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Meanwhile, the “let’s get crackin'” concept was still in my head, so my Bernina 560, AKA Karl, whispered, “how about forgetting the seam finishes and using the overlock stitch, sister?” This would have been heresy to me as a vintage purist, except I had recently read this post by The Vintage Traveler talking about how overlock stitches were used on sportswear as early as the 1910s. That was my “Get Out of Jail Free” card!

Using the 2A foot, and the #10 overlock stretch stitch, I got cranking. The foot shoves the edge under the needle, so you don’t need a serger for a finished edge.

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Looks great, no? The wool jersey sewed like a dream.

The great thing about these 50s and 60s patterns released by Spadea, is that they were not taken from designs developed for the home sewing market. These patterns were drafted in reverse: a retail garment was given to the patternmaker, who took apart the garment, drafted the pattern from the pieces, graded the pattern for different sizes, then wrote up the instructions for the home-sewer.

So by sewing from a Spadea pattern now, you truly can recreate designer clothing from that era that look just like the retail garments being sold at the time.

Generally instructions in the Spadea patterns are great, but this one was little backwards in some ways.
The beginning of the instructions tell you to construct the back and side seams of the entire dress, so as you’re doing the more difficult parts, such as attaching piping to a 7″ neckline slash, you have the entire four yards of dress sitting in your lap. I began to feel like I was doing my own version of Martha Graham’s iconic work “Lamentation,” surrounded as I was by what was basically a tube of jersey.

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I made the piping for the neckline using Bernina Bulky Overlock foot number 12C.

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That foot absolutely saved me during this project! After I made the piping, I hand-basted it to the neckline slash (which I reinforced with knit fusible), then used the foot again to sew it on.

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I used silk strips to face the armholes, to make it smoother by my sister’s arms, and to keep the armholes from stretching.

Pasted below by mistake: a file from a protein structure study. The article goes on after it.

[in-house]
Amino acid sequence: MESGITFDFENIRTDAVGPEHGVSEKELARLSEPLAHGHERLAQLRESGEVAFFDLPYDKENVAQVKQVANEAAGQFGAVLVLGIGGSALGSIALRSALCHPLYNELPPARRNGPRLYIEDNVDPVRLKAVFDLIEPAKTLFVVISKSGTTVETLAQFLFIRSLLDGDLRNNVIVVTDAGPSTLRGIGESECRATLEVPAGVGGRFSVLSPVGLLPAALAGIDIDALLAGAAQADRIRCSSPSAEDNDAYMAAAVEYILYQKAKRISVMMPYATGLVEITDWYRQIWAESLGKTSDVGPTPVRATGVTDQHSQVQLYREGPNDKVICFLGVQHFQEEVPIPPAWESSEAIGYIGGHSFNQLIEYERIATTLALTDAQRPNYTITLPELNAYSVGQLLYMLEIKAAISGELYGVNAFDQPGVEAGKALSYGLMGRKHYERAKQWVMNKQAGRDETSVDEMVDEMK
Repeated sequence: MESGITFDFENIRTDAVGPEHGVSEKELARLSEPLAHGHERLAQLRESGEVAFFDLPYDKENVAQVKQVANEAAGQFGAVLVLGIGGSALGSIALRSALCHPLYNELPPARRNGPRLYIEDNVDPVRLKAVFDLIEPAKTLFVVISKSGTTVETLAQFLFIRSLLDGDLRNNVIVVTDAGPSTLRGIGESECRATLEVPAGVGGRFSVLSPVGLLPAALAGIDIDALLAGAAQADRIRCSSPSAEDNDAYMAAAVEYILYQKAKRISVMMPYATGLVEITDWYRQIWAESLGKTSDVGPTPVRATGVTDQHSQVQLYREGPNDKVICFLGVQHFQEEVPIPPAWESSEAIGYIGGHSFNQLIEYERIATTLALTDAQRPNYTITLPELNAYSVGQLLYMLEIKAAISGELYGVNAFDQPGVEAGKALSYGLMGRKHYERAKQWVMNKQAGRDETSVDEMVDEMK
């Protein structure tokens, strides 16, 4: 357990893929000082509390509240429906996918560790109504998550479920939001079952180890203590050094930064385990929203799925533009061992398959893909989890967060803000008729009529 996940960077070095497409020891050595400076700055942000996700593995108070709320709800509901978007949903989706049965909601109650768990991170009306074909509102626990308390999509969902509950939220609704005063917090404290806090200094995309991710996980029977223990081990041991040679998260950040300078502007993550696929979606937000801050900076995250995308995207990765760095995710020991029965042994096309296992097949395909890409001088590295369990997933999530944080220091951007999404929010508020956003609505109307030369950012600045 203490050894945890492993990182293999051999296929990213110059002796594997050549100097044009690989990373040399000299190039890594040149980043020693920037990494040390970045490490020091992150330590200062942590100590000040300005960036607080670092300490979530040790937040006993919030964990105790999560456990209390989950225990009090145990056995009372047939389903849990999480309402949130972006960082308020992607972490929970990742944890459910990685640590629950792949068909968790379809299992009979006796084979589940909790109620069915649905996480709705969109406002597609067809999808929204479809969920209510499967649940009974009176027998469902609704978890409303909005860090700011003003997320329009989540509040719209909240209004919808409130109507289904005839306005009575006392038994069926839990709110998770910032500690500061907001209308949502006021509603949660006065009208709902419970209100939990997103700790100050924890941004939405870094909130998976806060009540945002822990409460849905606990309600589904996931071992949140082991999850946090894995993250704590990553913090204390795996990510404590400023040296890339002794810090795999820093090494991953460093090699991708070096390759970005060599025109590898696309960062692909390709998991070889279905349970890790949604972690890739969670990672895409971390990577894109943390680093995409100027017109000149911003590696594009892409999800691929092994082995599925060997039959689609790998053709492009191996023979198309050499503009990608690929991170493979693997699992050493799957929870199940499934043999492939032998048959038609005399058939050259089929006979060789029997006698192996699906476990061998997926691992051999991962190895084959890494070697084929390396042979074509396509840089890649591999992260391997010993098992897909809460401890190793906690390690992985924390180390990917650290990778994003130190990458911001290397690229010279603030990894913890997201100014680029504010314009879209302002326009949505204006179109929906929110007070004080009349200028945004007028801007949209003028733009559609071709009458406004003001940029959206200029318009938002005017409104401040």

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I was so proud of how I had inserted and edgestitched the two famous McCardell pockets in the dress (because McCardell wanted to free women from relying on evening bags), then discovered that I had put one in upside down! The dress was so big at this point, it was hard to keep track of what was the top and what was the bottom.

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After a quick hack, Frankenpocket was born!

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Then I cut another strip of fabric for the neckline, which was to function as both neck binding and cloth ties.

I used this little thingy to turn the ties right-side out. You put a big tube in the casing and use a smaller tube to push it through.

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At this point, I tried on the dress, and in the silhouette, I saw this:

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That’s Claire McCardell herself, in a dress known as the “futuristic dress.” One of these dresses is in the Metropolitan Museum’s online collection. The dress I was making had a very similar cut, so I had an “aha” moment about how the futuristic dress was constructed.

Now I really had to crank to get the dress done in time for my sister’s event. I gathered the dress in the front and reinforced the gathering with Hug Snug rayon bias tape.

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Then I looked at these instructions. Eeeek!

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It would probably work, but I was running out of time. Instead, I used the bulky overlock foot again, and basically made the ties by running an overlock stitch over the piping and then trimming it, so I didn’t have to turn anything right side out.

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I used the same foot to attach the ties to the front of the dress, rather than hand sewing. It saved me so much time!